Finally, have a plan. If you can write out a plan of exposures, listing when and where you will do them, you will be more successful.
Safety Behaviors. In overcoming anxiety and phobias, avoidance is the enemy. When you do exposure exercises, you need to counteract the natural tendency to avoid fearful situations by resorting to what we call “safety behaviors”. For instance, if your fear is dogs, and you can’t avoid them completely, your might be inclined to carry pepper spray when you walk past the dogs, because it makes you feel safer, and enables you to walk past the dogs. But this safety behavior is counterproductive because it interferes with fully experiencing your fear.
People with OCD are very familiar with safety behaviors. For instance, someone with OCD and anxiety about hygiene might have the compulsion to wash his hands frequently. The hand washing temporarily relieves the anxiety–but as with all forms of avoidance, over the long run it reinforces the anxiety and behavior. Another example of OCD safety behavior is ritualistic religious behavior. For instance, repetitive thoughts of sinful behavior may intrude into the person’s mind. Temporary relief is obtained by saying a ritualistic prayer or repentance–but the compulsion, a safety behavior, reinforces the anxiety. For someone with social anxiety. a safety behavior may be going to a party with a friend, or socializing exclusively with people who they know. But accompaniment by the friend prevents the person with social anxiety from interacting with strangers.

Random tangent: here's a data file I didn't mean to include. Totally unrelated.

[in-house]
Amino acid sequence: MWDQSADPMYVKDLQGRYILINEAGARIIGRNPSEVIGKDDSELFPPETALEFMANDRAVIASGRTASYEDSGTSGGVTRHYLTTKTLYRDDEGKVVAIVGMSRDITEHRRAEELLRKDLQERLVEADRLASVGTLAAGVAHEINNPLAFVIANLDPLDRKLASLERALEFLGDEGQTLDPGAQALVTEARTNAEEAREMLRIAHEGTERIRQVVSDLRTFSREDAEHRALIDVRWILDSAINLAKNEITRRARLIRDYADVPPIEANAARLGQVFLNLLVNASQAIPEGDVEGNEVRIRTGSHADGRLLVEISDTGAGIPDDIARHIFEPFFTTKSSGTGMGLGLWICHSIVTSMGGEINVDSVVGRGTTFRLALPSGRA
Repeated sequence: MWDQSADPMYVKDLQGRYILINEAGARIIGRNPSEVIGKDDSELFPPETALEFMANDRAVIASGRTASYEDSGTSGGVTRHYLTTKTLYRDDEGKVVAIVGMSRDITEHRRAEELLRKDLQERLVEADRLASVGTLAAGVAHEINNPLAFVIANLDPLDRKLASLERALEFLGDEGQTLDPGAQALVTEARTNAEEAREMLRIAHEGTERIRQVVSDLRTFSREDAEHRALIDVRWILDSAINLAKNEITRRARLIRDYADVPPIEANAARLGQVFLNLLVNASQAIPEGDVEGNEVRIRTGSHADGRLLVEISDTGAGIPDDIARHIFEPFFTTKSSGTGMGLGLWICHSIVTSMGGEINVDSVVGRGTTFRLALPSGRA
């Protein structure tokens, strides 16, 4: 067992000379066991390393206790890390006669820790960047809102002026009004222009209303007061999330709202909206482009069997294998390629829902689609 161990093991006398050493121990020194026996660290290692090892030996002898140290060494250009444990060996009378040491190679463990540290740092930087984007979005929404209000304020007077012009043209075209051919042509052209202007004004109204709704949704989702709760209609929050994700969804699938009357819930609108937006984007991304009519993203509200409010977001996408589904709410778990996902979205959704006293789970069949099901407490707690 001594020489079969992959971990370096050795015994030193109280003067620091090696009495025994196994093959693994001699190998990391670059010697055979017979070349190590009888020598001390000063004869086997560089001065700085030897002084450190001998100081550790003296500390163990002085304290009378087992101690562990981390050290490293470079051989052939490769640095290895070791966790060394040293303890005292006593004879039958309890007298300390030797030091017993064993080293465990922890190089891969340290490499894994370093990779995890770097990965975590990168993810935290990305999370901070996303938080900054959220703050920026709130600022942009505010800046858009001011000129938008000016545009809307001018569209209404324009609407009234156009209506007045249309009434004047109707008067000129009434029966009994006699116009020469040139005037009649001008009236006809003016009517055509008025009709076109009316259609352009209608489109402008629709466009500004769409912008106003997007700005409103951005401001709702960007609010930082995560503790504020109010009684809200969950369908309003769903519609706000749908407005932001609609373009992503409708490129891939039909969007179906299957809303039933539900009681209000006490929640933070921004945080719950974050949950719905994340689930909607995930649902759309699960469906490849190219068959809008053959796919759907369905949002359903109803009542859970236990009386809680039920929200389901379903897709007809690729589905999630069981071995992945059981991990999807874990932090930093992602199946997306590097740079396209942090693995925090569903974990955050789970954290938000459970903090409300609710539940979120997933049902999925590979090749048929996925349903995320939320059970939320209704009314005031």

All of us have some anxiety, and some safety behaviors. That’s fine as long as the anxiety and safety behaviors don’t intrude on our lives. But, as Tolin observes, a safety behavior can become a “crutch” that tends to undermine the effectiveness of exposure therapy. When you use this crutch repetitively, you reinforce the anxiety and build weakness. In this respect, exposure therapy goes against the idea of resorting to relaxation techniques or distraction to reduce anxiety. Because exposure therapy works by confronting fears, these techniques are counterproductive in the quest to overcome the anxiety.